detergent and helped us do laundry. Otherwise we’d have drowned in
excrement.
–The basement was flooded? So what do you do when there’s shelling?
–Nothing. What are we to do? We cover the ill with mattresses, to
protect them from fragments. We ourselves lay down on the floor, under
mattresses. We didn’t suffer direct hits. Only right next to us. One
window was blown out. We still can’t get the higher-ups to install a new
one. At least they gave us plywood, and we covered it up using masking
tape. But what are we to do come winter?
– Waves his hand in frustration: “Who needs the dying?”


 
All the windows in the hospital are crossed with tape [to prevent flying shards]. Like everywhere else on the Donbass.
A marker of time and place.


 
And this is Lidiya Duvanskaya. Paralysed, terminal stage of cancer.
Understands everything. She was a distinguished teacher. She got cancer
only recently. Her colleagues sometimes visit her. But her daughter
dropped her off and hasn’t visited since then: “Call me when she dies.”
I’m trying to muster outrage.
–But that’s her mother!


 
The psychologist who stood right next to us only smiled.
–The majority of people in the hospice are in the same situation. The
kids dropped them off and disappeared. See that woman under the pink
blanket? That’s Gurzhiy. She had two heart attacks. Her son signed her
apartment over to himself, sold it, and vanished, leaving his mother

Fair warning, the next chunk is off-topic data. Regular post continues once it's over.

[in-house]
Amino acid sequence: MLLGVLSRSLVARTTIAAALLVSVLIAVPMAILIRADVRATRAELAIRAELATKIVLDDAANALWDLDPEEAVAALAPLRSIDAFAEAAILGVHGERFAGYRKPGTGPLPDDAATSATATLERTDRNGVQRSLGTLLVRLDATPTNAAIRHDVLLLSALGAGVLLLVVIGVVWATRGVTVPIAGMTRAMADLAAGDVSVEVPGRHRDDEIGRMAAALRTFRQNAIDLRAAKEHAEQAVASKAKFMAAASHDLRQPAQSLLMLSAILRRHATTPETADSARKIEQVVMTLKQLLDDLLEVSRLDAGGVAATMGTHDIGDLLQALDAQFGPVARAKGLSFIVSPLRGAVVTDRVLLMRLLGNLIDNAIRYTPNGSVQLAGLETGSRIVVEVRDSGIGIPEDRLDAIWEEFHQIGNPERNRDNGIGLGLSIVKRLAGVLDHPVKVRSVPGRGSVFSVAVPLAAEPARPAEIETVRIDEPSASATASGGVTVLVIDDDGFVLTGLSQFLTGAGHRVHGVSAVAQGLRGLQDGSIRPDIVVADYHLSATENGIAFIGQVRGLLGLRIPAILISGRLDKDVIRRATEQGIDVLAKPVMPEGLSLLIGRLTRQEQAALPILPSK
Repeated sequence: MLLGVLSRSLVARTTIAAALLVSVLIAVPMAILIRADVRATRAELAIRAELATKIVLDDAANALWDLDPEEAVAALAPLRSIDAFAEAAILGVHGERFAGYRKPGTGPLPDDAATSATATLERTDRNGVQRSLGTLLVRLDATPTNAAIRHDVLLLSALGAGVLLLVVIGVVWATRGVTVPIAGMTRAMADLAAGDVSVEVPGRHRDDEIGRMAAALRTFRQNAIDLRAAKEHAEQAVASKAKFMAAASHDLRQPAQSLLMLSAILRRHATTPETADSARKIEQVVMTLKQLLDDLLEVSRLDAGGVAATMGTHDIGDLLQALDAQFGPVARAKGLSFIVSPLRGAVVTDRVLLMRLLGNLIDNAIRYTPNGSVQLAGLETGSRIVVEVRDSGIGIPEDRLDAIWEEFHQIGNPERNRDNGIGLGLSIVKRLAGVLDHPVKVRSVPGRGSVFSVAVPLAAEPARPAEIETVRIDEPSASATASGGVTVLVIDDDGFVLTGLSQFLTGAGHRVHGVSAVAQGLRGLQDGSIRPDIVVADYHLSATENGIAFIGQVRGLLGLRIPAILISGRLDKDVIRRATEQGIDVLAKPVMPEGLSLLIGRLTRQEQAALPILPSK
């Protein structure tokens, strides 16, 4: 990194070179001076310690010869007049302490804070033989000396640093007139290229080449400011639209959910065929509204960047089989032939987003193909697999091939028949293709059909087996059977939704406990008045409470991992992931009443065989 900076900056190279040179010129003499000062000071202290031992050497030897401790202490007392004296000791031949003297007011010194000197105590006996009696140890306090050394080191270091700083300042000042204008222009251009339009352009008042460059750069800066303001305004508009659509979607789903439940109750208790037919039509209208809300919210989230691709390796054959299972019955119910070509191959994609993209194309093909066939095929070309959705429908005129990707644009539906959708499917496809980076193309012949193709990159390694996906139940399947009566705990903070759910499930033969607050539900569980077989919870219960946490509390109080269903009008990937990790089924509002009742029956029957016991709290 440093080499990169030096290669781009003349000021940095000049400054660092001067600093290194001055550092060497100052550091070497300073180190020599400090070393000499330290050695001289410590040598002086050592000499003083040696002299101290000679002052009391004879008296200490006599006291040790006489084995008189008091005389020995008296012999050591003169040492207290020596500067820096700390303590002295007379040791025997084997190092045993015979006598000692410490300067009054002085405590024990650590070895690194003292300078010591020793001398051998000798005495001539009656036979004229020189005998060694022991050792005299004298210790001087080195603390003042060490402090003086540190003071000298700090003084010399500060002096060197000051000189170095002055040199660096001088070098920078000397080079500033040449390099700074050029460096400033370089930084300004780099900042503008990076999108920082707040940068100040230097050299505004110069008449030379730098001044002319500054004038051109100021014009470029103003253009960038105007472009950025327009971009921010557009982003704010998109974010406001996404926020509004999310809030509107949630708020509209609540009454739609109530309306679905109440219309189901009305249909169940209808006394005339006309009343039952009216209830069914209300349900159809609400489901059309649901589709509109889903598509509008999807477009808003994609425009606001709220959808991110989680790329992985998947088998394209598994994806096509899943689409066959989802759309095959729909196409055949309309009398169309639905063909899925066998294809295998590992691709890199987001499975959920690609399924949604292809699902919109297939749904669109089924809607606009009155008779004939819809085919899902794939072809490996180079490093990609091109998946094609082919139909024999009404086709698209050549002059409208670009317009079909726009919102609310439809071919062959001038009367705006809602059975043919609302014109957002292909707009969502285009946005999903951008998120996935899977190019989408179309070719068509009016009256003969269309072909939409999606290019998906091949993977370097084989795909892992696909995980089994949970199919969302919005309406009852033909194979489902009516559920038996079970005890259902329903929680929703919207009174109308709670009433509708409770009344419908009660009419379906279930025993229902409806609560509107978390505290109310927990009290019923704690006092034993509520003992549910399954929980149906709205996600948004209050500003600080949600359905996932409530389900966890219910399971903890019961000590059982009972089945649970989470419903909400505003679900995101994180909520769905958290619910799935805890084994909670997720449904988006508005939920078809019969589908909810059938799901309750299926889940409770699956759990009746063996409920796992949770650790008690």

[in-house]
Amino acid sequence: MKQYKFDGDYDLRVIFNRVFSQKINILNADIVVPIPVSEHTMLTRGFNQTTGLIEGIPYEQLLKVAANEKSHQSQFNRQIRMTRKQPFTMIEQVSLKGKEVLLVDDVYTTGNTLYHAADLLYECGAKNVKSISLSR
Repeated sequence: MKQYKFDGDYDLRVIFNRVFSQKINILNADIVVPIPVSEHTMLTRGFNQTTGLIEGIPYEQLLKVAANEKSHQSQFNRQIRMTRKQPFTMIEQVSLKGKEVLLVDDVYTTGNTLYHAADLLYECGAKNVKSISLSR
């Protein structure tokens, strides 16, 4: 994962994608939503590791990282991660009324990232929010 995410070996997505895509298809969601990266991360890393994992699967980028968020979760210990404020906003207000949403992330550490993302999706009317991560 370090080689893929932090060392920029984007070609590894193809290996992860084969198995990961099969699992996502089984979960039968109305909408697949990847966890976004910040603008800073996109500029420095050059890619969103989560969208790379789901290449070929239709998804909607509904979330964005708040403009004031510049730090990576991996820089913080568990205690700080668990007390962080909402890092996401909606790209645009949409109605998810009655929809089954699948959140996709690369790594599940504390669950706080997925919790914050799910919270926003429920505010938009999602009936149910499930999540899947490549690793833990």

here.


 
–You see the granny on the green pillow? That’s Kurnosova. She’s hard of
hearing after the heart attack. Bedridden. But fully conscious. Her son
brought her “for a week” to recover, and split.

I already wrote about the bedridden elderly many times. And I got
responses to the effect “that’s how they raised them” more than once.
But that’s not right. Because sometimes there are two children, of which
one does everything for the parents and the other vanishes. And the
amount of attention and butt-wiping devoted to the kids doesn’t make a difference. Some
mothers did not raise their kids at all, but the kids are helping them.
There are mothers who completely abandoned their kids and led their own
lives, but their kids worship them. And sometimes it’s the other way
around. I’ve seen so many different cases that I can say one thing for
certain–there is no case in which one could say “they didn’t love
enough / paid too much attention.” It defies understanding. One could